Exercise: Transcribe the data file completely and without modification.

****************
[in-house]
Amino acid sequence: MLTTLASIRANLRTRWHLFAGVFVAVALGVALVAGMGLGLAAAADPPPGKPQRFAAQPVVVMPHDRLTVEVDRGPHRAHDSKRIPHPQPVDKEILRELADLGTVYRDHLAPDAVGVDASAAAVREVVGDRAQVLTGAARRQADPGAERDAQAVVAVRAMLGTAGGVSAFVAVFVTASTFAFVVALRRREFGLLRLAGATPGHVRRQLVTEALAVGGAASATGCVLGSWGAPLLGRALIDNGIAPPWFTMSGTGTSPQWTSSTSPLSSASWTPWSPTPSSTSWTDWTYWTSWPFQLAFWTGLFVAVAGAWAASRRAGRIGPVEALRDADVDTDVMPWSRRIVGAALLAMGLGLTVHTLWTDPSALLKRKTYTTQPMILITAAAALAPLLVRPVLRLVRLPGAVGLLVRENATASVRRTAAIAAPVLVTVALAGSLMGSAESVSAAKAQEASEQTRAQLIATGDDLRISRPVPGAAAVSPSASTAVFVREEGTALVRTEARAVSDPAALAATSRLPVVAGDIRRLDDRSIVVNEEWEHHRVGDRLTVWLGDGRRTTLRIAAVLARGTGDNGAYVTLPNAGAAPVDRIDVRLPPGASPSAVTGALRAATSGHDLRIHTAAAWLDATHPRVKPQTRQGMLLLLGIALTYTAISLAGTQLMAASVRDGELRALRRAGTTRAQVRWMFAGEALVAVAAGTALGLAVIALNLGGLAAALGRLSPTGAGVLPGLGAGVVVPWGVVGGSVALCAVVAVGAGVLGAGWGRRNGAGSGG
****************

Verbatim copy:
[in-house]
Amino acid sequence: MLTTLASIRANLRTRWHLFAGVFVAVALGVALVAGMGLGLAAAADPPPGKPQRFAAQPVVVMPHDRLTVEVDRGPHRAHDSKRIPHPQPVDKEILRELADLGTVYRDHLAPDAVGVDASAAAVREVVGDRAQVLTGAARRQADPGAERDAQAVVAVRAMLGTAGGVSAFVAVFVTASTFAFVVALRRREFGLLRLAGATPGHVRRQLVTEALAVGGAASATGCVLGSWGAPLLGRALIDNGIAPPWFTMSGTGTSPQWTSSTSPLSSASWTPWSPTPSSTSWTDWTYWTSWPFQLAFWTGLFVAVAGAWAASRRAGRIGPVEALRDADVDTDVMPWSRRIVGAALLAMGLGLTVHTLWTDPSALLKRKTYTTQPMILITAAAALAPLLVRPVLRLVRLPGAVGLLVRENATASVRRTAAIAAPVLVTVALAGSLMGSAESVSAAKAQEASEQTRAQLIATGDDLRISRPVPGAAAVSPSASTAVFVREEGTALVRTEARAVSDPAALAATSRLPVVAGDIRRLDDRSIVVNEEWEHHRVGDRLTVWLGDGRRTTLRIAAVLARGTGDNGAYVTLPNAGAAPVDRIDVRLPPGASPSAVTGALRAATSGHDLRIHTAAAWLDATHPRVKPQTRQGMLLLLGIALTYTAISLAGTQLMAASVRDGELRALRRAGTTRAQVRWMFAGEALVAVAAGTALGLAVIALNLGGLAAALGRLSPTGAGVLPGLGAGVVVPWGVVGGSVALCAVVAVGAGVLGAGWGRRNGAGSGG